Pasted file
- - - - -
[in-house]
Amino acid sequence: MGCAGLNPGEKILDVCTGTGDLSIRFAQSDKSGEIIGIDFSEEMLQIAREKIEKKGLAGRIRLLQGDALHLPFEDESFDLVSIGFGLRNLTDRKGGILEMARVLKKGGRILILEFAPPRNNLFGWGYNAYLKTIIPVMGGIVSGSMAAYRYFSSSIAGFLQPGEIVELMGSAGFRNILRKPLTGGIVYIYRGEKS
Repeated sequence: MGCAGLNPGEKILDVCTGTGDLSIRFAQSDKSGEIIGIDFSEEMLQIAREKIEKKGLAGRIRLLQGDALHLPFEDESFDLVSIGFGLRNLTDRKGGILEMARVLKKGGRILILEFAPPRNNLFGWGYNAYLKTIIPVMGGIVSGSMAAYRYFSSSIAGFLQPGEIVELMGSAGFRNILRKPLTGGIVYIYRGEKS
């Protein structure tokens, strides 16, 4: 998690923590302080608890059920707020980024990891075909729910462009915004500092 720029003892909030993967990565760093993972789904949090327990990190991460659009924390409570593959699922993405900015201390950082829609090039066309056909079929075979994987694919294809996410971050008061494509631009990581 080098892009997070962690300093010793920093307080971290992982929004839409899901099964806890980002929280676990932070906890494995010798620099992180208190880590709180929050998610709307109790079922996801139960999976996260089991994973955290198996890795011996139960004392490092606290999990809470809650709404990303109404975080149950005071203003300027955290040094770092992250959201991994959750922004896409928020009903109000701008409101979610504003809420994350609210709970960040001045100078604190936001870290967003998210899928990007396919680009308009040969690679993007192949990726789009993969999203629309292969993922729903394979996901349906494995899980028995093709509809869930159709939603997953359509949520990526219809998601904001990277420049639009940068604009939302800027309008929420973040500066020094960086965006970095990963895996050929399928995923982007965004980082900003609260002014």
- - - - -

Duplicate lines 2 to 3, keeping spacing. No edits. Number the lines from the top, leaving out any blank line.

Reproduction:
Amino acid sequence: MGCAGLNPGEKILDVCTGTGDLSIRFAQSDKSGEIIGIDFSEEMLQIAREKIEKKGLAGRIRLLQGDALHLPFEDESFDLVSIGFGLRNLTDRKGGILEMARVLKKGGRILILEFAPPRNNLFGWGYNAYLKTIIPVMGGIVSGSMAAYRYFSSSIAGFLQPGEIVELMGSAGFRNILRKPLTGGIVYIYRGEKS
Repeated sequence: MGCAGLNPGEKILDVCTGTGDLSIRFAQSDKSGEIIGIDFSEEMLQIAREKIEKKGLAGRIRLLQGDALHLPFEDESFDLVSIGFGLRNLTDRKGGILEMARVLKKGGRILILEFAPPRNNLFGWGYNAYLKTIIPVMGGIVSGSMAAYRYFSSSIAGFLQPGEIVELMGSAGFRNILRKPLTGGIVYIYRGEKS